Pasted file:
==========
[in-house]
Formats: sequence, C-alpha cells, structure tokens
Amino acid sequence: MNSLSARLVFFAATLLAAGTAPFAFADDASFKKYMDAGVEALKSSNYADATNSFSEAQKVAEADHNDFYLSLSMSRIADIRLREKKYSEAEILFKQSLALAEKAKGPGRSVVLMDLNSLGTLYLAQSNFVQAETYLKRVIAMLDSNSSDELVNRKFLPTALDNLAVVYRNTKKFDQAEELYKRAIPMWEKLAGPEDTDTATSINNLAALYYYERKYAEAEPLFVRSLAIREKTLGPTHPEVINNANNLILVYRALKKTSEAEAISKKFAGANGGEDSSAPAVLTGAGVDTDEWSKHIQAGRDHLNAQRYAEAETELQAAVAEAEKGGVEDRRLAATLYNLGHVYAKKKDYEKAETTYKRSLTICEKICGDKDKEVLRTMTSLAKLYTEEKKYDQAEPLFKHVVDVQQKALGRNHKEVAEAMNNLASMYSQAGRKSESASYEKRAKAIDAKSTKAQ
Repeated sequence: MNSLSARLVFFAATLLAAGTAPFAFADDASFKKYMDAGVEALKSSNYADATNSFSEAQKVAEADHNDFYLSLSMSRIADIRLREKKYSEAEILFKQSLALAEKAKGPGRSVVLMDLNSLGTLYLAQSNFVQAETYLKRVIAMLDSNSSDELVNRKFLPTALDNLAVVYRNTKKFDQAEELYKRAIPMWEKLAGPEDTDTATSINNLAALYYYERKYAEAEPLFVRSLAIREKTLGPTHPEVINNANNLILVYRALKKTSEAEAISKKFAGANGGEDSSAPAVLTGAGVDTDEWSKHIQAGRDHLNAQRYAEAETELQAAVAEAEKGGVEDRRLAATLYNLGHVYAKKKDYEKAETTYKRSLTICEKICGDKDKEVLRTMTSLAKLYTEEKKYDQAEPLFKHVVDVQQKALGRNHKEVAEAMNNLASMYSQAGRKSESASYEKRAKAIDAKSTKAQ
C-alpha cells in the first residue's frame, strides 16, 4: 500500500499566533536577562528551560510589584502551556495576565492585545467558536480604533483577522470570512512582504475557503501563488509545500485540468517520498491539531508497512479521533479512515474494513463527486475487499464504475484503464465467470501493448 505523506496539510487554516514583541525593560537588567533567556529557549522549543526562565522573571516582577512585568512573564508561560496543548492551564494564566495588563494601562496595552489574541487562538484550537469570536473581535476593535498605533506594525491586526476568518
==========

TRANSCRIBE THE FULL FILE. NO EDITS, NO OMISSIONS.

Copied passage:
[in-house]
Formats: sequence, C-alpha cells, structure tokens
Amino acid sequence: MNSLSARLVFFAATLLAAGTAPFAFADDASFKKYMDAGVEALKSSNYADATNSFSEAQKVAEADHNDFYLSLSMSRIADIRLREKKYSEAEILFKQSLALAEKAKGPGRSVVLMDLNSLGTLYLAQSNFVQAETYLKRVIAMLDSNSSDELVNRKFLPTALDNLAVVYRNTKKFDQAEELYKRAIPMWEKLAGPEDTDTATSINNLAALYYYERKYAEAEPLFVRSLAIREKTLGPTHPEVINNANNLILVYRALKKTSEAEAISKKFAGANGGEDSSAPAVLTGAGVDTDEWSKHIQAGRDHLNAQRYAEAETELQAAVAEAEKGGVEDRRLAATLYNLGHVYAKKKDYEKAETTYKRSLTICEKICGDKDKEVLRTMTSLAKLYTEEKKYDQAEPLFKHVVDVQQKALGRNHKEVAEAMNNLASMYSQAGRKSESASYEKRAKAIDAKSTKAQ
Repeated sequence: MNSLSARLVFFAATLLAAGTAPFAFADDASFKKYMDAGVEALKSSNYADATNSFSEAQKVAEADHNDFYLSLSMSRIADIRLREKKYSEAEILFKQSLALAEKAKGPGRSVVLMDLNSLGTLYLAQSNFVQAETYLKRVIAMLDSNSSDELVNRKFLPTALDNLAVVYRNTKKFDQAEELYKRAIPMWEKLAGPEDTDTATSINNLAALYYYERKYAEAEPLFVRSLAIREKTLGPTHPEVINNANNLILVYRALKKTSEAEAISKKFAGANGGEDSSAPAVLTGAGVDTDEWSKHIQAGRDHLNAQRYAEAETELQAAVAEAEKGGVEDRRLAATLYNLGHVYAKKKDYEKAETTYKRSLTICEKICGDKDKEVLRTMTSLAKLYTEEKKYDQAEPLFKHVVDVQQKALGRNHKEVAEAMNNLASMYSQAGRKSESASYEKRAKAIDAKSTKAQ
C-alpha cells in the first residue's frame, strides 16, 4: 500500500499566533536577562528551560510589584502551556495576565492585545467558536480604533483577522470570512512582504475557503501563488509545500485540468517520498491539531508497512479521533479512515474494513463527486475487499464504475484503464465467470501493448 505523506496539510487554516514583541525593560537588567533567556529557549522549543526562565522573571516582577512585568512573564508561560496543548492551564494564566495588563494601562496595552489574541487562538484550537469570536473581535476593535498605533506594525491586526476568518